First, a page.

These labs covered the basics of implementing digital circuitry using a field-programmable gate array (FPGA). We reviewed how one builds the program in Quartus and compiles it onto the FPGA. We also reviewed how one can constructs complex circuits very easily in Quartus and show the result using a 7-segment display. This lab was very helpful in providing the necessary building blocks for future projects involving FPGAs as it showed how one can encode the necessary logic to execute a desired task.
Lab 1 briefly introduced the FPGAs we will be using for the rest of the quarter. We started off by hooked up a few LEDs to switches to see that they worked as intended. When using these DIP switches, the ON position corresponded to the LED being off because we drove the LEDs with an inverter by changing the settings. Afterwards, I implemented more complicated logic using the predefined gates in Quartus. I then compiled and loaded the circuit onto the FPGA and verified that the board performed as intended by activating the switches located on the FPGA.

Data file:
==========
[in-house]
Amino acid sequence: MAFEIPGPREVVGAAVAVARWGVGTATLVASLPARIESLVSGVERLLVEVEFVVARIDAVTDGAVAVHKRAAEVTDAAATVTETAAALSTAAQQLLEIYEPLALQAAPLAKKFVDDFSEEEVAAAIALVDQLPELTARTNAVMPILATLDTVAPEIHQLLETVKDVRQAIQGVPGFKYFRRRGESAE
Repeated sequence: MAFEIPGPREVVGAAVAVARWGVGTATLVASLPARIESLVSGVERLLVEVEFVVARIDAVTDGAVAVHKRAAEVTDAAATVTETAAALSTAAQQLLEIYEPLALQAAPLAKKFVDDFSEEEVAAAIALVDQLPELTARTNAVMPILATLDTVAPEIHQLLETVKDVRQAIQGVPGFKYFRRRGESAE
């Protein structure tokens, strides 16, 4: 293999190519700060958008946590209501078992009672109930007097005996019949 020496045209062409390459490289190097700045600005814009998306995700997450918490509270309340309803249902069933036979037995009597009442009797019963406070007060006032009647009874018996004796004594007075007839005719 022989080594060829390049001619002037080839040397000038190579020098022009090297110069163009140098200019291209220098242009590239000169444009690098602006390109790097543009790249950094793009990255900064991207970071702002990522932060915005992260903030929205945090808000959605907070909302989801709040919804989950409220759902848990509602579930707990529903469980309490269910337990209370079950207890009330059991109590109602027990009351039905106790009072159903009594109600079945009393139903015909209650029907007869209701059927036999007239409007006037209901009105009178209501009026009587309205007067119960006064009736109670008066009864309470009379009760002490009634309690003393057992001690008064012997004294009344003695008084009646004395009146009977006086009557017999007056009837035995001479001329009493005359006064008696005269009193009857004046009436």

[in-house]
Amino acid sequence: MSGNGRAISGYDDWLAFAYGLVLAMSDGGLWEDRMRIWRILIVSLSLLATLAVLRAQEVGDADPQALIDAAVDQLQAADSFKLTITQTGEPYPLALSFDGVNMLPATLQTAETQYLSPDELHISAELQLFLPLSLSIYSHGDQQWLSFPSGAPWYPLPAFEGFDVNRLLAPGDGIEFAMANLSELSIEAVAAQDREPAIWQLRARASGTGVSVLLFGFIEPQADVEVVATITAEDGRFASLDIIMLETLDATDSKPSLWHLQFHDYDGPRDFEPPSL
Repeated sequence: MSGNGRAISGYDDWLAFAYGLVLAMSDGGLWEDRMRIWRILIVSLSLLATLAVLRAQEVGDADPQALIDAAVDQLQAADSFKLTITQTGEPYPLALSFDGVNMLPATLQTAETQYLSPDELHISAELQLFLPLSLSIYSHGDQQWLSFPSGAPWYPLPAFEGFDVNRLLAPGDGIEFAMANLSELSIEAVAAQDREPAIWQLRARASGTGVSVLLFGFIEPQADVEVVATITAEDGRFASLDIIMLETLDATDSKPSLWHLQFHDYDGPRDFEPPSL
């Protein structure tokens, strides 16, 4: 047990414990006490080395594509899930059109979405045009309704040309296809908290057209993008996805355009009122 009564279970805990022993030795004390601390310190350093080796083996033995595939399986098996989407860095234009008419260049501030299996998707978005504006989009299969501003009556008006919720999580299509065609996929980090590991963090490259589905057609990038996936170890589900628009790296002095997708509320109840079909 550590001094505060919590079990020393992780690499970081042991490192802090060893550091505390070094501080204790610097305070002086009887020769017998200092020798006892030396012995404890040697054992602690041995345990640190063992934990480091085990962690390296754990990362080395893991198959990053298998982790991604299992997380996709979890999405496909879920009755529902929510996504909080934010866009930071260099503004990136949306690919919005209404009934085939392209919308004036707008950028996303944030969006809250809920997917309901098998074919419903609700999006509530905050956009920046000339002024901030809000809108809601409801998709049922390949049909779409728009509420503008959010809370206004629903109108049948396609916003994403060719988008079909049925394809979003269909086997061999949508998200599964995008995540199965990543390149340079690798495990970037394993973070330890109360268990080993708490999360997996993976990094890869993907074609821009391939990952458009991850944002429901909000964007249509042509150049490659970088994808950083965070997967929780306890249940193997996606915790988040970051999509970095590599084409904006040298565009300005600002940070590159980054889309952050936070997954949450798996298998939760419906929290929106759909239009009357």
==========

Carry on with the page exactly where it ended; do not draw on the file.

Lab 2 covered two different aspects of digital circuitry: 7-segment displays and more complex gates or blocks. I began by looking at the display logic for the displays and verified it worked by activating the switches to send hexideicaml numbers to the displays to show. I then implemented a circuit to display gray code which was much faster to test since I only have to flip one at a time. Afterwards, I hooked up a few inputs to a previously defiend submodule to display the sum of two hexidecimal numbers on the display. Then, I implemented my own submodule which squared a hexidecimal number and displayed it on an array of 7-segment displays. Finally, I used Quartus’s Megafunction Wizard to make a submodule that would divide a number by ten. Using 8 of them, I was able to display the circuit designed in the previous part in decimal which was much easier to debug. This lab was extremely useful in providing examples that demonstrate the necssary steps to construct more complicated circuits and provide more complicated feedback than an LED indicator.